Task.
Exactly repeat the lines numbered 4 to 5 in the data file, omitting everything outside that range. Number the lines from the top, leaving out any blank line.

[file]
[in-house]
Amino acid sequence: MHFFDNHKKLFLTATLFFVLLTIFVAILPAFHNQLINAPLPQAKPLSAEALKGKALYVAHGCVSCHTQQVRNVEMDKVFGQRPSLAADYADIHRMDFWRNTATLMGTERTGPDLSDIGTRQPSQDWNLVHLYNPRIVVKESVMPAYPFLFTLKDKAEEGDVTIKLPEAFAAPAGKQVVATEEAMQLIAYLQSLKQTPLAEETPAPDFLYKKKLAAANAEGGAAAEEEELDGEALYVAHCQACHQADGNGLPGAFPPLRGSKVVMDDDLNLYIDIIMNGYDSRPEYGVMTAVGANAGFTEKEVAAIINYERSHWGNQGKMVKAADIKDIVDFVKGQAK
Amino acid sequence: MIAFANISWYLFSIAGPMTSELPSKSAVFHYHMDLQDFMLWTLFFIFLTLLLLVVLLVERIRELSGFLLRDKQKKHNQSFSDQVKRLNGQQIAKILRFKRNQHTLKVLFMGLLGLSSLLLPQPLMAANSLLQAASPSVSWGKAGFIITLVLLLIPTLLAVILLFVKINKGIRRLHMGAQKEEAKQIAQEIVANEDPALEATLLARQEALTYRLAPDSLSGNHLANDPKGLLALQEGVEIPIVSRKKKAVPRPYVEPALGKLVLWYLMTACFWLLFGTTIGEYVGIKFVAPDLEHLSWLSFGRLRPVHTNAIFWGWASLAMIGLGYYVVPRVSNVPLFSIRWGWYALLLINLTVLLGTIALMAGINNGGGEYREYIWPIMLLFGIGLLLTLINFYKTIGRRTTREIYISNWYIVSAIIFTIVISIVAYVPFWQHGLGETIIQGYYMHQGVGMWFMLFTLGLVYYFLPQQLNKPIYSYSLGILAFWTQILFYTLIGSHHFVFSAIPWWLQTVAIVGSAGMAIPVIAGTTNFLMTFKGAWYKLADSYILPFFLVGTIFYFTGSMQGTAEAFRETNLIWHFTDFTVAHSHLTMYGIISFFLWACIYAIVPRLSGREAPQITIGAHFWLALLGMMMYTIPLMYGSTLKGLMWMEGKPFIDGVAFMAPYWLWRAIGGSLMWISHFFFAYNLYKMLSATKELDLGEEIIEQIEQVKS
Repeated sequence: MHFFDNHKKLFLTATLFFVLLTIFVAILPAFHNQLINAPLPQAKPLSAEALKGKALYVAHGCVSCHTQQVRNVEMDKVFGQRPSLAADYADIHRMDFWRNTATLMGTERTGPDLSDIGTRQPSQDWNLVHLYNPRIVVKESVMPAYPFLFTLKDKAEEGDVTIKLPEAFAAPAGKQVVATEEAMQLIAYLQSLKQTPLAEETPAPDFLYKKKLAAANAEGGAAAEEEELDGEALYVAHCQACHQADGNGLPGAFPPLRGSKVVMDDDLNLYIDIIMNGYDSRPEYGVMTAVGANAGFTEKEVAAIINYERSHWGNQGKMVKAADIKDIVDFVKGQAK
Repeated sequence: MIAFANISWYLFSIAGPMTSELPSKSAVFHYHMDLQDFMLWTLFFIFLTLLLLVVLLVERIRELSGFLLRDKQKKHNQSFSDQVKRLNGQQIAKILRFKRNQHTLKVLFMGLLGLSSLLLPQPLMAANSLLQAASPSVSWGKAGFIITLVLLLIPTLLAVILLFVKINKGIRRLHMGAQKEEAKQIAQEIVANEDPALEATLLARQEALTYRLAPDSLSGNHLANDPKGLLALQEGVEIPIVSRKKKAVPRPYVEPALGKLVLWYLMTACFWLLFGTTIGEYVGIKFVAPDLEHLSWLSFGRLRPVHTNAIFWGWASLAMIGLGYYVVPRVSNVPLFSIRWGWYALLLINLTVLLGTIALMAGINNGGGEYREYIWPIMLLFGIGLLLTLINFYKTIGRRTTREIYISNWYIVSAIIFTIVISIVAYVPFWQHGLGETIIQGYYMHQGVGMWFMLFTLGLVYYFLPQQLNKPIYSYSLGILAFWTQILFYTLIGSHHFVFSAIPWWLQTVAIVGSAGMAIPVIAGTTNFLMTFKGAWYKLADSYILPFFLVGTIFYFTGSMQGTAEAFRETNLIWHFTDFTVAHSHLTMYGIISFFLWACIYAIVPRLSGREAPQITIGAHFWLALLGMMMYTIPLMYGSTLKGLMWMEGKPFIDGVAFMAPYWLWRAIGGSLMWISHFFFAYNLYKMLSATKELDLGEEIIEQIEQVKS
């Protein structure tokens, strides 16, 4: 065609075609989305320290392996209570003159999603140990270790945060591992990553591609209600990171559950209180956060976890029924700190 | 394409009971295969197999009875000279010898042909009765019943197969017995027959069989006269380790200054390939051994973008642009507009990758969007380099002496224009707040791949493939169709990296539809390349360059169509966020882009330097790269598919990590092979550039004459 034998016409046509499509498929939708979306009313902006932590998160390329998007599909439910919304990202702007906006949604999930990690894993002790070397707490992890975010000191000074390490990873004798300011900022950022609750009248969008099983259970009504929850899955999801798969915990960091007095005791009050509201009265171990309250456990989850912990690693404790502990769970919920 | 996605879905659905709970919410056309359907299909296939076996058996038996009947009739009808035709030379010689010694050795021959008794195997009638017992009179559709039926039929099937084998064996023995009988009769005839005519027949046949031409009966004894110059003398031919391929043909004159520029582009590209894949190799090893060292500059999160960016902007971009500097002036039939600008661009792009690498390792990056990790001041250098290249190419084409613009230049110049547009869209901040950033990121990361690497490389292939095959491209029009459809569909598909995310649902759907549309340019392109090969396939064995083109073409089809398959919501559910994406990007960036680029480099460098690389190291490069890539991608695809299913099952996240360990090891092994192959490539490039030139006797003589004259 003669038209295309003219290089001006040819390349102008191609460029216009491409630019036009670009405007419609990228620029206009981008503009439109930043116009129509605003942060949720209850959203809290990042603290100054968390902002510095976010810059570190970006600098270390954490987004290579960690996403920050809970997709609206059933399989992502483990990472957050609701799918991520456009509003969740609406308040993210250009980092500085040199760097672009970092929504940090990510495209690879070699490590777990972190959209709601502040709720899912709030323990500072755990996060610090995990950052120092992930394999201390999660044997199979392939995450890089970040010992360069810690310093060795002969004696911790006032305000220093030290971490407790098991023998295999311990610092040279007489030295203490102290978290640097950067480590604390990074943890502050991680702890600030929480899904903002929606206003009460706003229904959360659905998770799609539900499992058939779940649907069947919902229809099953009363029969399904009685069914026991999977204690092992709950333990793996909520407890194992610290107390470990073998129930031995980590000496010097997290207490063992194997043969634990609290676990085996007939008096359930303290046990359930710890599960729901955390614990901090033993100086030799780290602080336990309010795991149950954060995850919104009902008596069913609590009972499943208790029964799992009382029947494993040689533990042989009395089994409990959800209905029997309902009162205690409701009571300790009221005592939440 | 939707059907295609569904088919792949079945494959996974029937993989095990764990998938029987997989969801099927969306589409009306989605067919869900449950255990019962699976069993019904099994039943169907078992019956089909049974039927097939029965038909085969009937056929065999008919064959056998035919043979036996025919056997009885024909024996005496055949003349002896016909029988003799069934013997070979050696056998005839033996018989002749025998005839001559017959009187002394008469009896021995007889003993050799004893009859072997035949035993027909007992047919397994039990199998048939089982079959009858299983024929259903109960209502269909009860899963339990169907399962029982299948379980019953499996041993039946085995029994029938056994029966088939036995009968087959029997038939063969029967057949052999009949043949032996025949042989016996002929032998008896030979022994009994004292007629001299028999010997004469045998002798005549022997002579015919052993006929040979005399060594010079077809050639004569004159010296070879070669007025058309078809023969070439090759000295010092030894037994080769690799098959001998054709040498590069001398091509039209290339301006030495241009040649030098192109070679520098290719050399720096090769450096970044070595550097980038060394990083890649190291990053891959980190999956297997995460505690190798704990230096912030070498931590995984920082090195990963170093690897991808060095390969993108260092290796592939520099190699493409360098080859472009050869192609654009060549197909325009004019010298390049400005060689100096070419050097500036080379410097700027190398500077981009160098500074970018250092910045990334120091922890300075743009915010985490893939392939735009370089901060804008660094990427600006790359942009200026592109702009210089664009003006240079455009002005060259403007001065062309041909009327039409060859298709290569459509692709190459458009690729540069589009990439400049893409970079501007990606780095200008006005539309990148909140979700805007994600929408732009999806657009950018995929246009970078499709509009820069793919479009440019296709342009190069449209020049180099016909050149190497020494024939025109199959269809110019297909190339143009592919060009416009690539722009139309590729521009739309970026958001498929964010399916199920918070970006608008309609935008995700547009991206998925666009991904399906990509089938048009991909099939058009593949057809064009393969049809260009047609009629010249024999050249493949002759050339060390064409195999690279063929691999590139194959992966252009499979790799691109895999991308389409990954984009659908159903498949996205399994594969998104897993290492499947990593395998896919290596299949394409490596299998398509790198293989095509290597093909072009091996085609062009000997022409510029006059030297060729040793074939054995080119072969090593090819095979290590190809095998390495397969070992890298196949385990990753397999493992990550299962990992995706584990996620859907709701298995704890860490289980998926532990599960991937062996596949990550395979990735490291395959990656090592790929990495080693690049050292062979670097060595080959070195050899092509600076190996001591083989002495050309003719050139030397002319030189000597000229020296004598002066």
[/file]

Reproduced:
Repeated sequence: MHFFDNHKKLFLTATLFFVLLTIFVAILPAFHNQLINAPLPQAKPLSAEALKGKALYVAHGCVSCHTQQVRNVEMDKVFGQRPSLAADYADIHRMDFWRNTATLMGTERTGPDLSDIGTRQPSQDWNLVHLYNPRIVVKESVMPAYPFLFTLKDKAEEGDVTIKLPEAFAAPAGKQVVATEEAMQLIAYLQSLKQTPLAEETPAPDFLYKKKLAAANAEGGAAAEEEELDGEALYVAHCQACHQADGNGLPGAFPPLRGSKVVMDDDLNLYIDIIMNGYDSRPEYGVMTAVGANAGFTEKEVAAIINYERSHWGNQGKMVKAADIKDIVDFVKGQAK
Repeated sequence: MIAFANISWYLFSIAGPMTSELPSKSAVFHYHMDLQDFMLWTLFFIFLTLLLLVVLLVERIRELSGFLLRDKQKKHNQSFSDQVKRLNGQQIAKILRFKRNQHTLKVLFMGLLGLSSLLLPQPLMAANSLLQAASPSVSWGKAGFIITLVLLLIPTLLAVILLFVKINKGIRRLHMGAQKEEAKQIAQEIVANEDPALEATLLARQEALTYRLAPDSLSGNHLANDPKGLLALQEGVEIPIVSRKKKAVPRPYVEPALGKLVLWYLMTACFWLLFGTTIGEYVGIKFVAPDLEHLSWLSFGRLRPVHTNAIFWGWASLAMIGLGYYVVPRVSNVPLFSIRWGWYALLLINLTVLLGTIALMAGINNGGGEYREYIWPIMLLFGIGLLLTLINFYKTIGRRTTREIYISNWYIVSAIIFTIVISIVAYVPFWQHGLGETIIQGYYMHQGVGMWFMLFTLGLVYYFLPQQLNKPIYSYSLGILAFWTQILFYTLIGSHHFVFSAIPWWLQTVAIVGSAGMAIPVIAGTTNFLMTFKGAWYKLADSYILPFFLVGTIFYFTGSMQGTAEAFRETNLIWHFTDFTVAHSHLTMYGIISFFLWACIYAIVPRLSGREAPQITIGAHFWLALLGMMMYTIPLMYGSTLKGLMWMEGKPFIDGVAFMAPYWLWRAIGGSLMWISHFFFAYNLYKMLSATKELDLGEEIIEQIEQVKS